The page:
Waldfogel (2012)

From Copyright EVIDENCE

Advertising Architectural Publishing of books, periodicals and other publishing Programming and broadcasting Computer programming Computer consultancy Creative, arts and entertainment Cultural education

Film and motion pictures Sound recording and music publishing Photographic activities PR and communication Software publishing (including video games) Specialised design Television programmes Translation and interpretation

1. Relationship between protection (subject matter/term/scope) and supply/economic development/growth/welfare 2. Relationship between creative process and protection - what motivates creators (e.g. attribution; control; remuneration; time allocation)? 3. Harmony of interest assumption between authors and publishers (creators and producers/investors) 4. Effects of protection on industry structure (e.g. oligopolies; competition; economics of superstars; business models; technology adoption) 5. Understanding consumption/use (e.g. determinants of unlawful behaviour; user-generated content; social media)

A. Nature and Scope of exclusive rights (hyperlinking/browsing; reproduction right) B. Exceptions (distinguish innovation and public policy purposes; open-ended/closed list; commercial/non-commercial distinction) C. Mass digitisation/orphan works (non-use; extended collective licensing) D. Licensing and Business models (collecting societies; meta data; exchanges/hubs; windowing; crossborder availability) E. Fair remuneration (levies; copyright contracts) F. Enforcement (quantifying infringement; criminal sanctions; intermediary liability; graduated response; litigation and court data; commercial/non-commercial distinction; education and awareness)

Source Details

Waldfogel (2012)
Title: Copyright Protection, Technological Change, and the Quality of New Products: Evidence from Recorded Music since Napster
Author(s): Waldfogel, J.
Year: 2012
Citation: Waldfogel, J. (2012). Copyright Protection, Technological Change, and the Quality of New Products: Evidence from Recorded Music since Napster. Journal of Law and Economics, 55(4), 715-740.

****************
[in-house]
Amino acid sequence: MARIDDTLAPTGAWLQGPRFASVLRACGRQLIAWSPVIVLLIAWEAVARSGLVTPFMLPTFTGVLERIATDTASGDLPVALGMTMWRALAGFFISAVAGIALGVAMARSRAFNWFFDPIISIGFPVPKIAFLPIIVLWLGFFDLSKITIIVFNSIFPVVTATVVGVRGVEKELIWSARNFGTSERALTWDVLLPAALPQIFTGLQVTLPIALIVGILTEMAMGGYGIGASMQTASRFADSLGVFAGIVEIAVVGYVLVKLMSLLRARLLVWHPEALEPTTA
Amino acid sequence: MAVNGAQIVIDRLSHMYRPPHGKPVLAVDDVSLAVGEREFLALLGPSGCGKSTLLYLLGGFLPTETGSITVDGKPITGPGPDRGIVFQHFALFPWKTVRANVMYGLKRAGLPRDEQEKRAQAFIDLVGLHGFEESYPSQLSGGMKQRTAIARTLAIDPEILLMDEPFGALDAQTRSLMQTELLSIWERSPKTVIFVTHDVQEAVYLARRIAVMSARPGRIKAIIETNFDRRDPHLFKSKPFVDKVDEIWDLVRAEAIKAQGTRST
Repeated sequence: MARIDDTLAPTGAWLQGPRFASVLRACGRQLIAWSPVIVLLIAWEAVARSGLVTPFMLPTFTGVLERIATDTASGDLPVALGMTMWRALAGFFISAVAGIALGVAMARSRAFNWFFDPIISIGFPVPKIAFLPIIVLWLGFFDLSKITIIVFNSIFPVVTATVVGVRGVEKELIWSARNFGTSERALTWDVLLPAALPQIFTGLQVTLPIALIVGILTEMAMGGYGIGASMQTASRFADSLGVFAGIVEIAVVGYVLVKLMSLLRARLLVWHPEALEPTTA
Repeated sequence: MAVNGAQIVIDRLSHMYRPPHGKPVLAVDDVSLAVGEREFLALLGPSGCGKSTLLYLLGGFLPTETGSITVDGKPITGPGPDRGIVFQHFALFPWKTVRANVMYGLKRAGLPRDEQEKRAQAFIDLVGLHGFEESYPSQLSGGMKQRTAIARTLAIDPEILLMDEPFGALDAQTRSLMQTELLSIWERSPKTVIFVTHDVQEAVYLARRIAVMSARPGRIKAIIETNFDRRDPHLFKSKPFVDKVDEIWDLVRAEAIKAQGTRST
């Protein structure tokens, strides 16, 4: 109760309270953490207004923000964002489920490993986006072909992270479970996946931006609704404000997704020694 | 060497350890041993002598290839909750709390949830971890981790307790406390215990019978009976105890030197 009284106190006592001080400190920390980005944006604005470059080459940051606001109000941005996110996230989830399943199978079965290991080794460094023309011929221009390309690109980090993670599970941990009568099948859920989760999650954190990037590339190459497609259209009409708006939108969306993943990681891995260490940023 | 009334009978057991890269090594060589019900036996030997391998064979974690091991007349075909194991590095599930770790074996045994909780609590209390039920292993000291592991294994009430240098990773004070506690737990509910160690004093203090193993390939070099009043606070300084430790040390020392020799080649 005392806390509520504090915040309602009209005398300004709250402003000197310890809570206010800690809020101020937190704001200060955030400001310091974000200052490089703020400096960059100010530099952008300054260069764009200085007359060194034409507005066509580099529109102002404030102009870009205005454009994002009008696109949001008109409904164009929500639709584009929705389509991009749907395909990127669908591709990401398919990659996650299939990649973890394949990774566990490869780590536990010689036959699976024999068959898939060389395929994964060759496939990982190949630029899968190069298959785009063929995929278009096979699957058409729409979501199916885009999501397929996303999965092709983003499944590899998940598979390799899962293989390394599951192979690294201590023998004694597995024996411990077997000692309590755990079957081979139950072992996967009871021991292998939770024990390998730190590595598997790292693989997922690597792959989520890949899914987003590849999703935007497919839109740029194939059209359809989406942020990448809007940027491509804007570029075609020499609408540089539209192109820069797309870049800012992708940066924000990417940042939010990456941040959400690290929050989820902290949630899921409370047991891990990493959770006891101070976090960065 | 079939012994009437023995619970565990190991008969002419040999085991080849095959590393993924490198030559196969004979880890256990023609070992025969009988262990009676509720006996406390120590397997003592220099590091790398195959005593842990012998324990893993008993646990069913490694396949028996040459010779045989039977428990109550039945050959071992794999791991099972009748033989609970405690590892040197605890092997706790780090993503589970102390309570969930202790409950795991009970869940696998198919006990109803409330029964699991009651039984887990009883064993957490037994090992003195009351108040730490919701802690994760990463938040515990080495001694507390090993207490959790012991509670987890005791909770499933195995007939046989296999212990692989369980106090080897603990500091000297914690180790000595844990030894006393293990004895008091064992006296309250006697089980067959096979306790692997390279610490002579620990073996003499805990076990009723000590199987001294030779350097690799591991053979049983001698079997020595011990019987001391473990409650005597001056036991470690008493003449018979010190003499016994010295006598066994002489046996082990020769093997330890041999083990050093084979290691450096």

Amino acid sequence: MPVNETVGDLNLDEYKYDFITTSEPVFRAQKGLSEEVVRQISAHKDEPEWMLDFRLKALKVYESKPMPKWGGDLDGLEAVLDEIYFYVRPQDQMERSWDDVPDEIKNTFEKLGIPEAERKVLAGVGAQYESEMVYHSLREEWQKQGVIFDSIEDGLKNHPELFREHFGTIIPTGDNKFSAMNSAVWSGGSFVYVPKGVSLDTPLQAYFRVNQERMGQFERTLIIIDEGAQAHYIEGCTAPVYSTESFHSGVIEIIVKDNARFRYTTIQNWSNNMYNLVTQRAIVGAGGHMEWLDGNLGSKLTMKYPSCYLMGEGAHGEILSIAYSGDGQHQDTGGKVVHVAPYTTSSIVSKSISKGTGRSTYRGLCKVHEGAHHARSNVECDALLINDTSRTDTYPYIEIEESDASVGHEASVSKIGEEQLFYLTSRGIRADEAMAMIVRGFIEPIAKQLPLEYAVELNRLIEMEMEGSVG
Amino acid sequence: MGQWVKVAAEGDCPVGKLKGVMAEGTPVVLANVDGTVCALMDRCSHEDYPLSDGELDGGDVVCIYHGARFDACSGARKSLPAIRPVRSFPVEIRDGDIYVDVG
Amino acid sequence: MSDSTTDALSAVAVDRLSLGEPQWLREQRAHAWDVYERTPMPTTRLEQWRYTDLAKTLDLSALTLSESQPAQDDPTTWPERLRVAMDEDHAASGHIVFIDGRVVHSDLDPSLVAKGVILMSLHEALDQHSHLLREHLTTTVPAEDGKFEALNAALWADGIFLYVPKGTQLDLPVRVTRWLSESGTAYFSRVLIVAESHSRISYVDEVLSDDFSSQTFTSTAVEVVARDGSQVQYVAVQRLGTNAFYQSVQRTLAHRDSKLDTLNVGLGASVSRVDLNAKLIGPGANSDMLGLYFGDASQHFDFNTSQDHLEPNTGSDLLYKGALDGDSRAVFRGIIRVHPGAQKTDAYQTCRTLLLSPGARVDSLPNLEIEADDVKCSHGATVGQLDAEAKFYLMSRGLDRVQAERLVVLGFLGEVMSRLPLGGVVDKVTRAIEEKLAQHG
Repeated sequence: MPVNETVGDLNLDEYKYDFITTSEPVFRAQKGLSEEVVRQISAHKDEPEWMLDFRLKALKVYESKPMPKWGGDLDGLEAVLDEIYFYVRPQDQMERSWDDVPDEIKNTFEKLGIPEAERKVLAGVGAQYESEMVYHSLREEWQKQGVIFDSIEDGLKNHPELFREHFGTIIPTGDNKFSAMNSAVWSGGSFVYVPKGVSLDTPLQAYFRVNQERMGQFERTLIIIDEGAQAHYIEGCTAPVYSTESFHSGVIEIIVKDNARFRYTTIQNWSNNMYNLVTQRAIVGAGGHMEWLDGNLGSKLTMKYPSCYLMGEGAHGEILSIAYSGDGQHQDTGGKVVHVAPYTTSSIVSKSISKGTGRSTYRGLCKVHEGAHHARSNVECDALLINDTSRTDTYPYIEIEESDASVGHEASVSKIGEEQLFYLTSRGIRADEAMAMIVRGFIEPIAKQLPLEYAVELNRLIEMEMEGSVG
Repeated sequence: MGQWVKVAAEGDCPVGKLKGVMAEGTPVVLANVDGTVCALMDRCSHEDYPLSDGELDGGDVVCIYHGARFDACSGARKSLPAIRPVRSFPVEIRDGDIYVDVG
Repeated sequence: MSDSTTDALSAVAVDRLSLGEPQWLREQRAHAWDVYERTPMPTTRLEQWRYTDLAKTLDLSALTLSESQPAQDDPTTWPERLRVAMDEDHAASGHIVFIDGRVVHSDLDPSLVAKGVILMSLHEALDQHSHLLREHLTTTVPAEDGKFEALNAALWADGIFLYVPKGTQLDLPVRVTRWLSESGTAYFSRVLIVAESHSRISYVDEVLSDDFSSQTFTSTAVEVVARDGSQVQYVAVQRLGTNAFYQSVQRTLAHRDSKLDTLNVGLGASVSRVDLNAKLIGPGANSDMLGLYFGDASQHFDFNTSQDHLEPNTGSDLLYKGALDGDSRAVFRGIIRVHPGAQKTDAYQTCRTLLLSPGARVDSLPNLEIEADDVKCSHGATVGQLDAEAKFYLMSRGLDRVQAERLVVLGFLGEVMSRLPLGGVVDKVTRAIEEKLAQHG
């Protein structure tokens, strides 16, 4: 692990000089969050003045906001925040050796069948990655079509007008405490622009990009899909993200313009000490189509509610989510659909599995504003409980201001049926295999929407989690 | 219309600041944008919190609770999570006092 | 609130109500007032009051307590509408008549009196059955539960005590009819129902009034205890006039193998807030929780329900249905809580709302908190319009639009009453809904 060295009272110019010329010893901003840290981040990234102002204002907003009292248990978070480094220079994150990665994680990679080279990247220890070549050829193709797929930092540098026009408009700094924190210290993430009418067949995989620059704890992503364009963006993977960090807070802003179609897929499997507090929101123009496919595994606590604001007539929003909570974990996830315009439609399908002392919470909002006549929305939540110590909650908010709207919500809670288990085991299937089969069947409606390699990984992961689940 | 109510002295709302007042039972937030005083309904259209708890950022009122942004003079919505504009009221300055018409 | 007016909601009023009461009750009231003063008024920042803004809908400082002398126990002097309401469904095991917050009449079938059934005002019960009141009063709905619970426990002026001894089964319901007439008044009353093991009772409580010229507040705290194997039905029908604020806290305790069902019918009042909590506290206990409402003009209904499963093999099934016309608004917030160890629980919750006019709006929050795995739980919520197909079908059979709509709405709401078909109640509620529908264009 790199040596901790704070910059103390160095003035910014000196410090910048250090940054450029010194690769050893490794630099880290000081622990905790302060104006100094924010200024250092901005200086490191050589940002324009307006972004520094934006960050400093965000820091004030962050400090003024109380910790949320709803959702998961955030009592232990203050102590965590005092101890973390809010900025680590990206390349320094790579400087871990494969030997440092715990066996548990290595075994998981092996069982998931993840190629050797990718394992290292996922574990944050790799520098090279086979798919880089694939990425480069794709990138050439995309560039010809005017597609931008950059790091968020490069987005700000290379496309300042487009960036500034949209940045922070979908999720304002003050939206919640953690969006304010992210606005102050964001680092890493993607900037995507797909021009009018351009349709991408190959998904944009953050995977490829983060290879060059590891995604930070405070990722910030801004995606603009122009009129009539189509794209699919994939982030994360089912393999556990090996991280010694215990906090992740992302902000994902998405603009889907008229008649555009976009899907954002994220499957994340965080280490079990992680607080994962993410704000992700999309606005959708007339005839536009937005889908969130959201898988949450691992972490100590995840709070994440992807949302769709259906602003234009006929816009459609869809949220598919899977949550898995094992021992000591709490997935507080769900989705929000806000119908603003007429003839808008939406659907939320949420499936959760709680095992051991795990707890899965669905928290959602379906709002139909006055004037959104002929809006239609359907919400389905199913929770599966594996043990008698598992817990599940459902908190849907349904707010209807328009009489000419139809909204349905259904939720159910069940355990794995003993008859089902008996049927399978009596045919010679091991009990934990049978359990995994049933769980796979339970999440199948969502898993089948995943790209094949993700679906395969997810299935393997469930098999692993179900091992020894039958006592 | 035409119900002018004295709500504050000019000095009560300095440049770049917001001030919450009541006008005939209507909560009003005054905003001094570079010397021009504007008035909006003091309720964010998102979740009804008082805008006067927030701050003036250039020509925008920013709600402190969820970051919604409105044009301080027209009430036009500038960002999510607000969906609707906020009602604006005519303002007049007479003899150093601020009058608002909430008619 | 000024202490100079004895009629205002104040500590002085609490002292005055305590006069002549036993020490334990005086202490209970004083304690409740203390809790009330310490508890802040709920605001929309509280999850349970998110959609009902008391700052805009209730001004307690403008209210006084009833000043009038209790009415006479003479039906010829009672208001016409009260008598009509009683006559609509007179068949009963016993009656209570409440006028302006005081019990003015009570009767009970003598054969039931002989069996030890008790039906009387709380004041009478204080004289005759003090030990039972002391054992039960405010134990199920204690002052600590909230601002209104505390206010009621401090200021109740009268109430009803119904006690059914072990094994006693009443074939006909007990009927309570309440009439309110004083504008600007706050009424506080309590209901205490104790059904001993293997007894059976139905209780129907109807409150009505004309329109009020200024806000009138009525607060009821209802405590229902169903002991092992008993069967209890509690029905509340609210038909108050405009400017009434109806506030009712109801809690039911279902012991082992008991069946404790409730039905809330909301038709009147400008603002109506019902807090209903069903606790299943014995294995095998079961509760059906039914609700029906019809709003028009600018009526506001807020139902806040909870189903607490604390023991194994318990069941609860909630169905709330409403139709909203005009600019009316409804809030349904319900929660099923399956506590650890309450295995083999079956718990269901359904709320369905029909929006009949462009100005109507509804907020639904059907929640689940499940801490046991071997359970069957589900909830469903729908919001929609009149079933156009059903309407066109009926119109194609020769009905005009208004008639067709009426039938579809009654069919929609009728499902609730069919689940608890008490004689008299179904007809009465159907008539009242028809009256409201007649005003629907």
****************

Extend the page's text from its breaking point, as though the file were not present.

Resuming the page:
Link(s): Definitive
Key Related Studies:
Discipline:
Linked by: Peukert, Claussen and Kretschmer (2015), Raustiala and Sprigman (2019)
About the Data
Data Description: The basic data for constructing the critic-based index are professional critics’ retrospective rankings of songs and albums from multiple years, such as best-of-the-decade lists.
Data Type: Secondary data
Secondary Data Sources:
Data Collection Methods:
Data Analysis Methods:
Industry(ies):
Country(ies):
Cross Country Study?: Yes
Comparative Study?: No
Literature review?: No
Government or policy study?: No
Time Period(s) of Collection:
  • Not stated
Funder(s):
  • Not stated

Abstract

While some recent technological changes reduced revenue for digital products, other changes reduced the costs of bringing creative works to market. Therefore, we do not know whether copyright protection now provides weaker incentives to bring forth new products. This paper assesses the quality of new recorded music since Napster was established in 1999. First, I create an index of high-quality music from critics’ retrospective lists. Next, I rely on music sales and airplay data, using the idea that if one vintage’s music is better than another’s, its superior quality should generate higher sales or greater airplay through time, after accounting for depreciation. I find no evidence of a reduction in the quality of music released since 1999, and the two usage-based indices suggest an increase since then. Researchers and policy makers thinking about the strength of copyright protection should supplement their attention to producer surplus with concern for consumer surplus.

Main Results of the Study

  • While it may be true that the recording industry has experienced substantial declines in its revenue and perhaps its profitability as well since the introduction of Napster, there is no evidence that the quality of new recorded music has suffered from a withdrawal of creative effort.